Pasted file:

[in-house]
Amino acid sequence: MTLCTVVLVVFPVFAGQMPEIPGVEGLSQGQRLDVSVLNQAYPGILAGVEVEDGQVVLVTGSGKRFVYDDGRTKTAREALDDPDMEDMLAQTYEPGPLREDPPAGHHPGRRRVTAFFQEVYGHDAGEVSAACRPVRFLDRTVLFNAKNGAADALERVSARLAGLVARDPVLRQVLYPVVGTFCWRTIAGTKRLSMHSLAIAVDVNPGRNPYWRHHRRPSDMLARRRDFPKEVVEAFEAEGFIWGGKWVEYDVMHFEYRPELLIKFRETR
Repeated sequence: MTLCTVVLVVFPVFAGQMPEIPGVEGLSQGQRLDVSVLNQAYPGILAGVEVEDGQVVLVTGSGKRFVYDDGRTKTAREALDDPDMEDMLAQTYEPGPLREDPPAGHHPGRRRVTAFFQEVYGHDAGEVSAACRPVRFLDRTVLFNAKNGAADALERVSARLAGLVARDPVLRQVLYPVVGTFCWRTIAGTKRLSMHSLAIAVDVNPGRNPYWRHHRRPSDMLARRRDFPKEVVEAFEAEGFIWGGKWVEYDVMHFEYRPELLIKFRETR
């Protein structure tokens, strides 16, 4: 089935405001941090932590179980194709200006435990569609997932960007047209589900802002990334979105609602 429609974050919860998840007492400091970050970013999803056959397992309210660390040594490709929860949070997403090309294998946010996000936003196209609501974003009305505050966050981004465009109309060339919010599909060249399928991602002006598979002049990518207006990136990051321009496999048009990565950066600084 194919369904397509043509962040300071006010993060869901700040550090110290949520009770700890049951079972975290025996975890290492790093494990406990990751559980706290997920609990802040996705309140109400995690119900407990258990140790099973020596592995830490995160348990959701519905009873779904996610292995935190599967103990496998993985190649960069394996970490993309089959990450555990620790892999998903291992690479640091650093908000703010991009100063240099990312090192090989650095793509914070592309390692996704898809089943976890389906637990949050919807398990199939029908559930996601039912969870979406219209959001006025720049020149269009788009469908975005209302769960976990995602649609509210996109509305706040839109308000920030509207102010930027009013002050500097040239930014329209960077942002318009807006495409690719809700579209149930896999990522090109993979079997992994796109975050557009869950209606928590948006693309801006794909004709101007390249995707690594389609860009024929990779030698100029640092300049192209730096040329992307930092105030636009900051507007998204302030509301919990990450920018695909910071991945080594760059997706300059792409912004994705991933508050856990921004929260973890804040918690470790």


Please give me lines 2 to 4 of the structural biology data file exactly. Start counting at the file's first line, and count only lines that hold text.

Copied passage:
Amino acid sequence: MTLCTVVLVVFPVFAGQMPEIPGVEGLSQGQRLDVSVLNQAYPGILAGVEVEDGQVVLVTGSGKRFVYDDGRTKTAREALDDPDMEDMLAQTYEPGPLREDPPAGHHPGRRRVTAFFQEVYGHDAGEVSAACRPVRFLDRTVLFNAKNGAADALERVSARLAGLVARDPVLRQVLYPVVGTFCWRTIAGTKRLSMHSLAIAVDVNPGRNPYWRHHRRPSDMLARRRDFPKEVVEAFEAEGFIWGGKWVEYDVMHFEYRPELLIKFRETR
Repeated sequence: MTLCTVVLVVFPVFAGQMPEIPGVEGLSQGQRLDVSVLNQAYPGILAGVEVEDGQVVLVTGSGKRFVYDDGRTKTAREALDDPDMEDMLAQTYEPGPLREDPPAGHHPGRRRVTAFFQEVYGHDAGEVSAACRPVRFLDRTVLFNAKNGAADALERVSARLAGLVARDPVLRQVLYPVVGTFCWRTIAGTKRLSMHSLAIAVDVNPGRNPYWRHHRRPSDMLARRRDFPKEVVEAFEAEGFIWGGKWVEYDVMHFEYRPELLIKFRETR
């Protein structure tokens, strides 16, 4: 089935405001941090932590179980194709200006435990569609997932960007047209589900802002990334979105609602 429609974050919860998840007492400091970050970013999803056959397992309210660390040594490709929860949070997403090309294998946010996000936003196209609501974003009305505050966050981004465009109309060339919010599909060249399928991602002006598979002049990518207006990136990051321009496999048009990565950066600084 194919369904397509043509962040300071006010993060869901700040550090110290949520009770700890049951079972975290025996975890290492790093494990406990990751559980706290997920609990802040996705309140109400995690119900407990258990140790099973020596592995830490995160348990959701519905009873779904996610292995935190599967103990496998993985190649960069394996970490993309089959990450555990620790892999998903291992690479640091650093908000703010991009100063240099990312090192090989650095793509914070592309390692996704898809089943976890389906637990949050919807398990199939029908559930996601039912969870979406219209959001006025720049020149269009788009469908975005209302769960976990995602649609509210996109509305706040839109308000920030509207102010930027009013002050500097040239930014329209960077942002318009807006495409690719809700579209149930896999990522090109993979079997992994796109975050557009869950209606928590948006693309801006794909004709101007390249995707690594389609860009024929990779030698100029640092300049192209730096040329992307930092105030636009900051507007998204302030509301919990990450920018695909910071991945080594760059997706300059792409912004994705991933508050856990921004929260973890804040918690470790």